Rural Development State Director for North Carolina Robert Hosford today announced that the U.S. Department of Agriculture (USDA) is investing $496,000 in community facilities projects that will benefit more than 6,900 rural Americans in North Carolina.
“USDA - continues to make investments in North Carolina’s community facilities, by improving infrastructure and first responder capabilities,” State Director Robert Hosford said. “The investments will make a significant impact in rural towns across the state and help create more opportunities for greater prosperity for our business owners, families, and municipalities.”
USDA is making the investments and has additional funding available through the Community Facilities Direct Loan Program. Interested parties should contact their USDA Rural Development State office for application and eligibility details. Also see the Community Facilities Direct Loan Program Guidance Book for Applicants, a detailed overview of the application process.
The projects that USDA announced today that will benefit North Carolina are:
- Mars Hill University will use a $300,000 loan and $73,000 grant to build a pedestrian bridge on the campus of the university that will replace an old bridge in poor condition which has supports located in Gabriel Creek. These supports cause debris to be trapped in the creek, negatively impacting the creek's water flow. No part of the new pedestrian bridge will be in Gabriel Creek, thus allowing for free water flow. The new bridge will provide students, faculty, campus visitors and residents with safe and easy access to the university’s athletic facilities and to the Dr. W. Otis Duck Memorial Greenway.
- The town of Ahoskie will use a $55,000 loan and a $68,000 grant to purchase three new police vehicles, as well as vehicle equipment. The town currently has a fleet of 20 police vehicles, most of which are more than five years old. These older vehicles have significant maintenance and repair expenses. Replacing the vehicles will be cost efficient and will provide the town's police officers with safe and reliable transportation.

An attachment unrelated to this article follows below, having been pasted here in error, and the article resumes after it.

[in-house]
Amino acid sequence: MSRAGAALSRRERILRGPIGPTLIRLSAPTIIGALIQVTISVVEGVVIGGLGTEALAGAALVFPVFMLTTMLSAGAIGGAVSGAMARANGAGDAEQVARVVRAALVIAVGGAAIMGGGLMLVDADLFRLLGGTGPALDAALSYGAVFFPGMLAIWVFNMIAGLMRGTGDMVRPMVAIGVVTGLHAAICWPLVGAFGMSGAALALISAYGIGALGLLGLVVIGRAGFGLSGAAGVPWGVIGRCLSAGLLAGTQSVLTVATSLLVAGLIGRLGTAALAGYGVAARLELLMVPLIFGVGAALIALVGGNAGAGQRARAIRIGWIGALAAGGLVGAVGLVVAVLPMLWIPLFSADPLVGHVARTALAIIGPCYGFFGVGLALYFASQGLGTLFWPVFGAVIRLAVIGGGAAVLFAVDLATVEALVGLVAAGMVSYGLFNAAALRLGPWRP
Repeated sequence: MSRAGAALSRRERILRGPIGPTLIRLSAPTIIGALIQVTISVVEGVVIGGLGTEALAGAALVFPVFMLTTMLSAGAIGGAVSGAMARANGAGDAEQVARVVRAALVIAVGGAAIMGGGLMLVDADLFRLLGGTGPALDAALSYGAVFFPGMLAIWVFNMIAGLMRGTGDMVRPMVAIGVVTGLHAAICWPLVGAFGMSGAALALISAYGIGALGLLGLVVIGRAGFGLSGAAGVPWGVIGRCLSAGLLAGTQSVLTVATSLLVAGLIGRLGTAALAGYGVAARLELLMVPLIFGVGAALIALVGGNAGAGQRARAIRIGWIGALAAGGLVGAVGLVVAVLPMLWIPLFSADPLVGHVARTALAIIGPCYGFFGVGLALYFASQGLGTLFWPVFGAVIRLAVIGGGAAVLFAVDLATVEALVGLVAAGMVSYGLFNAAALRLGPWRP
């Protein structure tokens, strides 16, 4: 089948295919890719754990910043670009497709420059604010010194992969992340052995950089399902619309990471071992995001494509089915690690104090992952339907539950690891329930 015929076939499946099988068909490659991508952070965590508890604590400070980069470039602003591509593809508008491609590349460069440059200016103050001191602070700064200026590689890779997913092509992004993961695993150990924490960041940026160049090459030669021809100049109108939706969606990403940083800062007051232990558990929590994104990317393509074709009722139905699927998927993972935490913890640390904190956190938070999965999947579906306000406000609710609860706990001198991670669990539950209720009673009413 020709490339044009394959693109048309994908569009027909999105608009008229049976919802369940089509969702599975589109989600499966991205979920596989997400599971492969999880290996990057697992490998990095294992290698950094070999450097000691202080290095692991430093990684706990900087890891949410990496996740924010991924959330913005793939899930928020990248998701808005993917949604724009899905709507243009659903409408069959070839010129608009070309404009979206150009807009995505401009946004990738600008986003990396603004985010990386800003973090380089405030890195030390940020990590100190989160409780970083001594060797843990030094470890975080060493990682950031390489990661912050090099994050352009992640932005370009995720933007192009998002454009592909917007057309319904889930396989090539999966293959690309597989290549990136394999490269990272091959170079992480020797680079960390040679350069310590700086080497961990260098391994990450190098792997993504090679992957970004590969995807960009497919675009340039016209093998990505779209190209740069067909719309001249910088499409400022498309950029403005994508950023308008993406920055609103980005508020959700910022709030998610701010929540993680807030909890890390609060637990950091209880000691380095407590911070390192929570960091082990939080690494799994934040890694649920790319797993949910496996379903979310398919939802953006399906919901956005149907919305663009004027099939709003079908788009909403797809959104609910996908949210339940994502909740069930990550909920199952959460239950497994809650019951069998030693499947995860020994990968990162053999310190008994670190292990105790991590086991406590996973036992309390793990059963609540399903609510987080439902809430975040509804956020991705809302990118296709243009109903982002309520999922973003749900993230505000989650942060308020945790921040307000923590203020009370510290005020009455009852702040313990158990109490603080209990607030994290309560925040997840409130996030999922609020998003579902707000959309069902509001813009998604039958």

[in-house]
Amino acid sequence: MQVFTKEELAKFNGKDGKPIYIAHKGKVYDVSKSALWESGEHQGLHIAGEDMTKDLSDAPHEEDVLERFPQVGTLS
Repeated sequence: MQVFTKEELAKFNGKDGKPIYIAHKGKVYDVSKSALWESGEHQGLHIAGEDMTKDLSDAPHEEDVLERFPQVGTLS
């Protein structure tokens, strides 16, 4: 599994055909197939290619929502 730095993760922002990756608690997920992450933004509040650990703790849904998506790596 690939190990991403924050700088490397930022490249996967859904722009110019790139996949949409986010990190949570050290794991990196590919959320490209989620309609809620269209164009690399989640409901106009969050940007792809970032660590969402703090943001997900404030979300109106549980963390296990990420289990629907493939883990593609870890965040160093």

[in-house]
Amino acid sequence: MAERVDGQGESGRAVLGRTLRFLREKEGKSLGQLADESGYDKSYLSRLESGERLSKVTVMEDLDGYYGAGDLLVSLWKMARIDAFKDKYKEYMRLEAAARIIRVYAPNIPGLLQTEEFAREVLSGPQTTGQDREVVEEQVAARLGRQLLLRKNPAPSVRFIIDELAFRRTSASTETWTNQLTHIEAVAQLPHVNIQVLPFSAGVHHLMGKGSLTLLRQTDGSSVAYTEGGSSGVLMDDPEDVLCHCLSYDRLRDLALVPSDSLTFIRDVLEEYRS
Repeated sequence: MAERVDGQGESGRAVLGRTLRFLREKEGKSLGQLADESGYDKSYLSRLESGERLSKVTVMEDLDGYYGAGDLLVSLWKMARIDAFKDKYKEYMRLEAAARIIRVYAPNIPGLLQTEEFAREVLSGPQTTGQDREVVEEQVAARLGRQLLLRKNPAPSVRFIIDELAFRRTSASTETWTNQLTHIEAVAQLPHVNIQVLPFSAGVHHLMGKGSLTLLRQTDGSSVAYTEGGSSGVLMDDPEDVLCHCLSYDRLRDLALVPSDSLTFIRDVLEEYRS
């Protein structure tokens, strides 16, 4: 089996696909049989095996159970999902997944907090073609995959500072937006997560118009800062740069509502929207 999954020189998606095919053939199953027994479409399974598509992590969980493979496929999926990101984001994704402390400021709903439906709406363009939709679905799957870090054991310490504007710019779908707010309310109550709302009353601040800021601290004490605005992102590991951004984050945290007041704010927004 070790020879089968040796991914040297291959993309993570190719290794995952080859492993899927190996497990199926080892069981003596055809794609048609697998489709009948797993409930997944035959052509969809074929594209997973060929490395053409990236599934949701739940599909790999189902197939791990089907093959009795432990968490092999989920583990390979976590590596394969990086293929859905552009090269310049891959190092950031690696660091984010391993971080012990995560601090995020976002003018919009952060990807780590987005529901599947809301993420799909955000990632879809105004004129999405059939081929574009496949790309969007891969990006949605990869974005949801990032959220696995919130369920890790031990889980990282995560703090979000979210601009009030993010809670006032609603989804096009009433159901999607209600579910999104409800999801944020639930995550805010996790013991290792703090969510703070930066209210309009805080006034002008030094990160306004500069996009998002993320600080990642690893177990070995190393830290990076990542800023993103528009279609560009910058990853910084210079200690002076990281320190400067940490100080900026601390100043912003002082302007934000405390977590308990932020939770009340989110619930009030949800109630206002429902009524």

More than 100 types of projects are eligible for Community Facilities program funding. Eligible applicants include municipalities, public bodies, nonprofit organizations and federally recognized Native American tribes. Projects must be in rural areas with a population of 20,000 or less.
USDA will make additional funding announcements in coming weeks. Congress appropriated $2.8 billion for Community Facilities direct loans and grants in fiscal year 2019.
USDA Rural Development provides loans and grants to help expand economic opportunities and create jobs in rural areas. This assistance supports infrastructure improvements; business development; housing; community facilities such as schools, public safety and health care; and high-speed internet access in rural areas. For more information, visit www.rd.usda.gov.
In April 2017, President Donald J. Trump established the Interagency Task Force on Agriculture and Rural Prosperity to identify legislative, regulatory and policy changes that could promote agriculture and prosperity in rural communities. In January 2018, Secretary Perdue presented the Task Force’s findings to President Trump. These findings included 31 recommendations to align the federal government with state, local and tribal governments to take advantage of opportunities that exist in rural America. Increasing investments in rural infrastructure is a cornerstone recommendation of the task force.
To view the report in its entirety, please view the Report to the President of the United States from the Task Force on Agriculture and Rural Prosperity (PDF, 5.4 MB). In addition, to view the categories of the recommendations, please view the Rural Prosperity infographic (PDF, 190 KB).